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  1. #1
    Chief Chef BearsPaw's Avatar
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    Drafting Etiquette

    I rode in the MS150 a couple weekends ago with a group of people. Thousands of people ride in this event. We split up a bit during the actual ride, but there were a couple of people from my group that I stuck with most of the time. While riding, we would occasionally come upon people we didn't know, going a comfortable speed (for us), and start drafting them. Is it considered rude to do this without asking permission? I felt like asking them, but I thought it would get confusing if I started yelling at the person in front of me in the line.

  2. #2
    Seņor Member USAZorro's Avatar
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    You don't need to yell. You ride up alongside them and ask if they mind if you ride with them for a while.

    As for the "rules" - you'll find plenty of people who don't mind this at all, but also plenty who'll get mighty steamed about it. Definitely better to ask if you care about courtesy.
    The search for inner peace continues...

  3. #3
    Dog is my co-pilot 2manybikes's Avatar
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    If you don't ask and they don't know you are there, if they slam on the brakes you have no possibility of stopping in time.

    Always ask, you should not draft someone unless you trust them anyway. They need to know what to do when you are behind them. Look around the road bike or road racing forum for a lot more info. Drafting strangers is dangerous.
    [SIGPIC][/SIGPIC]

  4. #4
    Has opinion, will express
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    You're talking about a pretty major group ride, and it will be normal for groups to link up at various stages during it. Usually a "Howdee... mind if we tag on behind?" will do the trick, but you should really ride up alongside to ask... a yell from behind, especially if you have crept up without gearchanges and stuff, or the riders are deep in conversation or concentration can frighten the living daylights out of them.

    As mentioned by others, your speed might be the same, but their skills might not match yours. Things like standing to pedal in a pack to relieve the butt can cause serious problems if a rider doesn't get it right (gearshift down and stand while maintaining exactly the same speed is an art). Even retrieving and replacing a water bottle will give a clue to group riding skills.

    It might be worth discussing about pulling, too. One rotation will pretty quickly determine if there are any skill deficiencies in this area... if there is a trend for the new front rider to speed up at all, forget it. Communication with hand signals or by voice about obstacles ahead, or changes in direction and speed, is vitally important.

    The most important thing to remember if you do tag on is that *you* will be the one who goes down if someone up front makes a bad move. So you will need to concentrate very hard on wheel-to-wheel distance and avoid overlap until you are satisfied you can be comfortable with the group you have joined. If you aren't comfortable, pass, or drop back a bit.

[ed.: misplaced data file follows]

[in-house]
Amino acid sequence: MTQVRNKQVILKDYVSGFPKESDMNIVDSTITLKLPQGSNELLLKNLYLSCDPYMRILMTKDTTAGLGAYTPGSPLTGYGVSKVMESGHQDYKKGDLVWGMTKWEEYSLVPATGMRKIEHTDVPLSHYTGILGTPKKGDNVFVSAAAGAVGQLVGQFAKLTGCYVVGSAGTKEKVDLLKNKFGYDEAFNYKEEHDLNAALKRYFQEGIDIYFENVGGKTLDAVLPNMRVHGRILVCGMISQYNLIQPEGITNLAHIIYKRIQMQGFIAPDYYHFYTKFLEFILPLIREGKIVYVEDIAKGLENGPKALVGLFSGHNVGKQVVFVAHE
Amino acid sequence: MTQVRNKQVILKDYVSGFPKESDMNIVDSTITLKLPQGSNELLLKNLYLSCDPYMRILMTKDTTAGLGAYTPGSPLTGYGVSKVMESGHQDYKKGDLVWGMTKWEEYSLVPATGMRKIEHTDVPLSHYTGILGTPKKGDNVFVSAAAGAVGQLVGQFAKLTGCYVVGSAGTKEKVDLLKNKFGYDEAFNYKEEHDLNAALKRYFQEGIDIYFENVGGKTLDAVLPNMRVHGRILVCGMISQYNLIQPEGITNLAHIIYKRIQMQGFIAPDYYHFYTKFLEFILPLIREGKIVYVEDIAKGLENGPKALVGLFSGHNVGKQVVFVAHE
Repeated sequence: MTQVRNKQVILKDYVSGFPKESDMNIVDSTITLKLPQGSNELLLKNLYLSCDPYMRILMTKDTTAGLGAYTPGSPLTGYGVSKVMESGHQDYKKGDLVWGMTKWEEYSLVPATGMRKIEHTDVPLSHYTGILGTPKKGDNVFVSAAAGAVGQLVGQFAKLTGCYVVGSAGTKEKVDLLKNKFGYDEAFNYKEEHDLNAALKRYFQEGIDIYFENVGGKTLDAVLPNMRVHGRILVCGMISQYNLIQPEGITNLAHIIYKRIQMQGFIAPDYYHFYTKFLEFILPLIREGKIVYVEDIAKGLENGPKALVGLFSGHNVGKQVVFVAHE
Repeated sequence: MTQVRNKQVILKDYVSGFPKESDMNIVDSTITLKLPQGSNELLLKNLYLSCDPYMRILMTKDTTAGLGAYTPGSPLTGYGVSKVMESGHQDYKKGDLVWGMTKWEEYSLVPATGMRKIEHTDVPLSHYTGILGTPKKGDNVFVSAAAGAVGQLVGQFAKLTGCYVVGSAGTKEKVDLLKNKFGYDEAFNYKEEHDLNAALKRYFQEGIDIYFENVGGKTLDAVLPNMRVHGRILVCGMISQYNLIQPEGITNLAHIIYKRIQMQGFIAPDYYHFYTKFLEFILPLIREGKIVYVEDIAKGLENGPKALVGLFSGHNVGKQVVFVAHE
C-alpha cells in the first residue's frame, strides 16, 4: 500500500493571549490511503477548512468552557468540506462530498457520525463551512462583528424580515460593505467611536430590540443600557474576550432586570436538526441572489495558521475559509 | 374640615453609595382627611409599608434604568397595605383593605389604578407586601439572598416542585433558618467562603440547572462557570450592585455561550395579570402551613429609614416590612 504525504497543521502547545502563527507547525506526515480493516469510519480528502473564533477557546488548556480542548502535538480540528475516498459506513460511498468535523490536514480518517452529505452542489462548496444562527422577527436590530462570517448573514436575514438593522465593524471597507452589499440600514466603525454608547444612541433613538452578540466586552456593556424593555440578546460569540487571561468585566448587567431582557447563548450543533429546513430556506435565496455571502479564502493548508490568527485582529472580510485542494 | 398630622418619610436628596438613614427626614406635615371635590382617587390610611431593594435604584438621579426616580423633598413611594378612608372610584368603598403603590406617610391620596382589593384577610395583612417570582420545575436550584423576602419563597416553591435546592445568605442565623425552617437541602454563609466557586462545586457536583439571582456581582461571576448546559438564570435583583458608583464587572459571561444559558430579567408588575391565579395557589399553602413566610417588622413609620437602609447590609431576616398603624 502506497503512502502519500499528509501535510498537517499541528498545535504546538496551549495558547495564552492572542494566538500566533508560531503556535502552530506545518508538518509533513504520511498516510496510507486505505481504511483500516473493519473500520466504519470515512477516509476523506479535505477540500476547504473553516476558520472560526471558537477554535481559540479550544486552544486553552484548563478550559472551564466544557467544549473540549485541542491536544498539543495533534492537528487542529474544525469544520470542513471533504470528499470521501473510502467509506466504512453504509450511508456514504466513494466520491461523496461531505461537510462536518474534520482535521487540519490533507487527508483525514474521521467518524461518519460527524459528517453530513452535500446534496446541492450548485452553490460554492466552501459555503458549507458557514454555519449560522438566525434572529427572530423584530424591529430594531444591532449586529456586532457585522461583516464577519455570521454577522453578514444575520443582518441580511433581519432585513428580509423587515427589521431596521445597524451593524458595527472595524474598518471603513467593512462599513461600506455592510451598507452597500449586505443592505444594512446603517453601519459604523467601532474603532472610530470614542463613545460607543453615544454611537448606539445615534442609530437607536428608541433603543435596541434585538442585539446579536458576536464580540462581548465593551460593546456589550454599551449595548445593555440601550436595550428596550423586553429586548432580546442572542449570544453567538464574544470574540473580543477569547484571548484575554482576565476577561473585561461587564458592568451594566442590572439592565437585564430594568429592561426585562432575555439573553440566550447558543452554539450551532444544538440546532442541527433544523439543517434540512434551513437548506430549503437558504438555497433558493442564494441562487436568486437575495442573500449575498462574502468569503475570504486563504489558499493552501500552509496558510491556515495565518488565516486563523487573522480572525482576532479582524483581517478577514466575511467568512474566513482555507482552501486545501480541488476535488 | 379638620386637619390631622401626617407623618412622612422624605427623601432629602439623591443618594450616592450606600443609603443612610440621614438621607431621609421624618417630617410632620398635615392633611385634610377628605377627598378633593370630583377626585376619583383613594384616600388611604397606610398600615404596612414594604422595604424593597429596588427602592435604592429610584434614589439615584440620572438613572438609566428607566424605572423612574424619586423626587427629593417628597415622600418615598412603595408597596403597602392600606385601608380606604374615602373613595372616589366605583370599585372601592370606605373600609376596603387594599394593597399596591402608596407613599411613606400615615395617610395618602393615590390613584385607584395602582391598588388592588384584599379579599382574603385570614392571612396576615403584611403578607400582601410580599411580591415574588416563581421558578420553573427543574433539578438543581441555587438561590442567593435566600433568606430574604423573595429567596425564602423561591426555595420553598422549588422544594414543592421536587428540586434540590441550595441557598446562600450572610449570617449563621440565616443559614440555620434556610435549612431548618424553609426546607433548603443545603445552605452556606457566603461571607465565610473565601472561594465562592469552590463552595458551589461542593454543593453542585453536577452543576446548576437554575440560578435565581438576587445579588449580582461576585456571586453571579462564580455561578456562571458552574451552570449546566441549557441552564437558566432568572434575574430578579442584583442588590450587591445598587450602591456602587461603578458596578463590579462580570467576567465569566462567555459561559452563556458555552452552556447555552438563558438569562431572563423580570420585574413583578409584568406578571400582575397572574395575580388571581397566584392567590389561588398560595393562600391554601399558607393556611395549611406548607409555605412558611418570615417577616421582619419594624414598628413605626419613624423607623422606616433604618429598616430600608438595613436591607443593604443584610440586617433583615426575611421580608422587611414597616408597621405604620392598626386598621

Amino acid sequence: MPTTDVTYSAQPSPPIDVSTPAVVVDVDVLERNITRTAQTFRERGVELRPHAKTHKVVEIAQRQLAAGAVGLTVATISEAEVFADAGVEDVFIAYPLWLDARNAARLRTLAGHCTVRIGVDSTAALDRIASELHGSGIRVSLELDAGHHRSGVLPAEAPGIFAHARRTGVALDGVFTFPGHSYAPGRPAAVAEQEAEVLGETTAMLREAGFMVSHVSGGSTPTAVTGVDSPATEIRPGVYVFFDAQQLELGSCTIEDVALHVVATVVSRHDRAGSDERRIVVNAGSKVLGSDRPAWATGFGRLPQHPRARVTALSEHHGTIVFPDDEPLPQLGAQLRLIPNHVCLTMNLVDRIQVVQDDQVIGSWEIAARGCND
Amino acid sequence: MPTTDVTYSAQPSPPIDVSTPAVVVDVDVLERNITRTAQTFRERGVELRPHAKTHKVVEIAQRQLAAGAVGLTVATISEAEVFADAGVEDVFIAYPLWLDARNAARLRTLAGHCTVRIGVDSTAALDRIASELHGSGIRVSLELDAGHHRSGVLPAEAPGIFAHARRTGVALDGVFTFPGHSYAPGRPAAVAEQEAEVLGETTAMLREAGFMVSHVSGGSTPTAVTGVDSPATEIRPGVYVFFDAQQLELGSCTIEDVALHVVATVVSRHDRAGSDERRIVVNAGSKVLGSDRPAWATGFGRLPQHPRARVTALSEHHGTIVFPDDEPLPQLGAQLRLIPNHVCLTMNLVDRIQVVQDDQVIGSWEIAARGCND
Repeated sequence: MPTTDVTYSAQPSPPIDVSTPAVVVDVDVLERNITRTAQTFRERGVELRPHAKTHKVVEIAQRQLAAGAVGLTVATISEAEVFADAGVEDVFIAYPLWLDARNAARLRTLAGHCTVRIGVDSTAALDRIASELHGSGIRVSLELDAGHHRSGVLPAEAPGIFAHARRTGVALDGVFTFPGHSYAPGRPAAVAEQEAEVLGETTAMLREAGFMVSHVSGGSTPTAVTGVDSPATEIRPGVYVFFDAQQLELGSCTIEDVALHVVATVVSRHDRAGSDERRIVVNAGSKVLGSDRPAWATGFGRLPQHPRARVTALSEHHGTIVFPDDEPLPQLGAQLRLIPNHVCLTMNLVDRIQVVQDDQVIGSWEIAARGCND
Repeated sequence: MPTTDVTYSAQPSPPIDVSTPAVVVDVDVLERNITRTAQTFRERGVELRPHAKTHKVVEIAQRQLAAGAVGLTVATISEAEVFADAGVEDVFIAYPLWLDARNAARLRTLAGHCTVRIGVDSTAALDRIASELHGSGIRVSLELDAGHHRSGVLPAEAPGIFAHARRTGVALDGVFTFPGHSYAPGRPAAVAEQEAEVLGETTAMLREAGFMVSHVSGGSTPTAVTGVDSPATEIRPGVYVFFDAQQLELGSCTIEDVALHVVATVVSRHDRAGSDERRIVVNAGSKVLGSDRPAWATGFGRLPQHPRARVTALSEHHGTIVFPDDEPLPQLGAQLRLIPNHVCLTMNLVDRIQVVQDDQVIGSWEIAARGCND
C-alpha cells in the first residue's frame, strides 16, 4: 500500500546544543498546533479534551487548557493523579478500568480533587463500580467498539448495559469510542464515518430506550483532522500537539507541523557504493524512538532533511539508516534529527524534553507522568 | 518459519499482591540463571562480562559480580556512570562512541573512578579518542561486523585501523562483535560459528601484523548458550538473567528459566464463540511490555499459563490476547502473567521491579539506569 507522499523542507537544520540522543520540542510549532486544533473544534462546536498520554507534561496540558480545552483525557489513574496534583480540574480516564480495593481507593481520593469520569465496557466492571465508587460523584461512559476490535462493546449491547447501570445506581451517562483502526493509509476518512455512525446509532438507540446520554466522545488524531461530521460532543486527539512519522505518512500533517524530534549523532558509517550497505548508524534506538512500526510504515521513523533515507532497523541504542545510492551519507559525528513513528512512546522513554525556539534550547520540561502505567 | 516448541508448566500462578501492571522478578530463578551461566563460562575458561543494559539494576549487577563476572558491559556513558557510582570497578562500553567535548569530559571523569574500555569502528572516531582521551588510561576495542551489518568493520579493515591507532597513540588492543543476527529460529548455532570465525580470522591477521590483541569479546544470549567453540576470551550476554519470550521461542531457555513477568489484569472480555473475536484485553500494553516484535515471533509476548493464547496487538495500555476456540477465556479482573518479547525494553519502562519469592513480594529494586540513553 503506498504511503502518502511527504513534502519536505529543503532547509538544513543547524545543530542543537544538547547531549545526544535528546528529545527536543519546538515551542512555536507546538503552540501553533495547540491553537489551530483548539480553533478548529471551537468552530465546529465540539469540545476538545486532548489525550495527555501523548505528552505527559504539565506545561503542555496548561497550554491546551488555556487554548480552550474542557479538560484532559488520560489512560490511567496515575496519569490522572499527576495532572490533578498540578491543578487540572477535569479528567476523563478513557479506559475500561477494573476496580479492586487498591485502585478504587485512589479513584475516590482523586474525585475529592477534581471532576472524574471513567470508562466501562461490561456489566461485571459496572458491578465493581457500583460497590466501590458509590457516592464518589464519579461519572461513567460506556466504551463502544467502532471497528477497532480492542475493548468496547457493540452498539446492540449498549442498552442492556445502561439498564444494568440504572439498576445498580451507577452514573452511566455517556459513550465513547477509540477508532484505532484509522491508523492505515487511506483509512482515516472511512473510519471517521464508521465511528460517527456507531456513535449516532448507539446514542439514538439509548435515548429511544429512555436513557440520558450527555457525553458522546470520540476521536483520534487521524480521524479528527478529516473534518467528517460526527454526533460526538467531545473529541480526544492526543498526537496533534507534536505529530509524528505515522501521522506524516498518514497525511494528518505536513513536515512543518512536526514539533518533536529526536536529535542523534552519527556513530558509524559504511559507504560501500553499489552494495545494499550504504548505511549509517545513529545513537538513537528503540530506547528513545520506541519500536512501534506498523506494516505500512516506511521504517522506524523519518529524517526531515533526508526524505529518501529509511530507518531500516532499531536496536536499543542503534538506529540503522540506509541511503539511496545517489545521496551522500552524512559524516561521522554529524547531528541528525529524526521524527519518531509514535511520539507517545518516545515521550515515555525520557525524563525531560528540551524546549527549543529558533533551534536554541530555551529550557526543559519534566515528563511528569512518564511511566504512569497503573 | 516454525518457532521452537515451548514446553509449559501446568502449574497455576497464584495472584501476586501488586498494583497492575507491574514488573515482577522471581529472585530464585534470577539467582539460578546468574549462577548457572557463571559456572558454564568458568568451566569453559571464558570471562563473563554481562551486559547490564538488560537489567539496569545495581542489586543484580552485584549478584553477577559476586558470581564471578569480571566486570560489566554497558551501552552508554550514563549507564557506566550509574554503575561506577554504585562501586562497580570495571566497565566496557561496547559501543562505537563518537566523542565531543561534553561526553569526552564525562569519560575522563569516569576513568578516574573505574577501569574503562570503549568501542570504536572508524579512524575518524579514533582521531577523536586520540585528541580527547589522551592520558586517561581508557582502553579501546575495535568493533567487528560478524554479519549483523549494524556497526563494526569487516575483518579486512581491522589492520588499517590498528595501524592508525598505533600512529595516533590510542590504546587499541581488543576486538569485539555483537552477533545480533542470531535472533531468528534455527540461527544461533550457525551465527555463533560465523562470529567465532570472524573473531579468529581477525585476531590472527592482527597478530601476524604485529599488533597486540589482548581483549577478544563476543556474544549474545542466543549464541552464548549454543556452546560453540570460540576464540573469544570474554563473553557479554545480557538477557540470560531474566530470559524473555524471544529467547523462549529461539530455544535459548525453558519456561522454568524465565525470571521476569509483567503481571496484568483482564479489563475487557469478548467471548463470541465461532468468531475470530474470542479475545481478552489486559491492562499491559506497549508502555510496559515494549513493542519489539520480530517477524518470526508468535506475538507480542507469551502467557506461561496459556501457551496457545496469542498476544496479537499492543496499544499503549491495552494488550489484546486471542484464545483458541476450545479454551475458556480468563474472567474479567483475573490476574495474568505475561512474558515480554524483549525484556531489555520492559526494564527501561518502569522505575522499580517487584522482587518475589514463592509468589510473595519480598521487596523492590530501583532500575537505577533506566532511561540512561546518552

Dream. Dare. Do.

  5. #5
    Sua Ku rollin's Avatar
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    Related newbie question....

    Was out on Saturday for my regular solo 50k, there was a strong wind (by Singapore standards) and a group latched on behind me, ( I am big and round so must make a decent windbreak ).

    I had no problem with them being there - and no they didn't "ask"....

    Problem was - when I wanted to slow down and let someone else take the lead, I wasn't sure how to communicate this - Just slowing down gradually just slowed us all down - tried waving someone forward but they all just stayed on my tail... is there a universal signal that I don't know?

    (When I ride with my friends things just tend to work themselves out as we read each other well enough.)

    (When I ride with my wife I always stay behind, she's much fitter than me and even after all these years, I just love looking at her legs!)

  6. #6
    DEADBEEF khuon's Avatar
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    Quote Originally Posted by rollin
    Problem was - when I wanted to slow down and let someone else take the lead, I wasn't sure how to communicate this - Just slowing down gradually just slowed us all down - tried waving someone forward but they all just stayed on my tail... is there a universal signal that I don't know?
    Usually a flick of the elbow outwards is used to let people know you're peeling off the rotation and falling back to the rear. Bear in mind that this isn't always understood... especially by newbie or unseasoned riders who haven't had experience in a paceline.

    If you're simply braking or slowing down then you can use the left-arm out with forearm angled downwards to signal braking or slowing. And of course you can also shout out "braking" or "slowing".
    1999 K2 OzM 2001 Aegis Aro Svelte OCP Club Member
    "Be liberal in what you accept, and conservative in what you send." -- Jon Postel, RFC1122

  7. #7
    Sua Ku rollin's Avatar
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    Thanks - guess it's my fault for living here for 6 years and not learning the Malay, Hokien and Tamil words for "I'm Done!"

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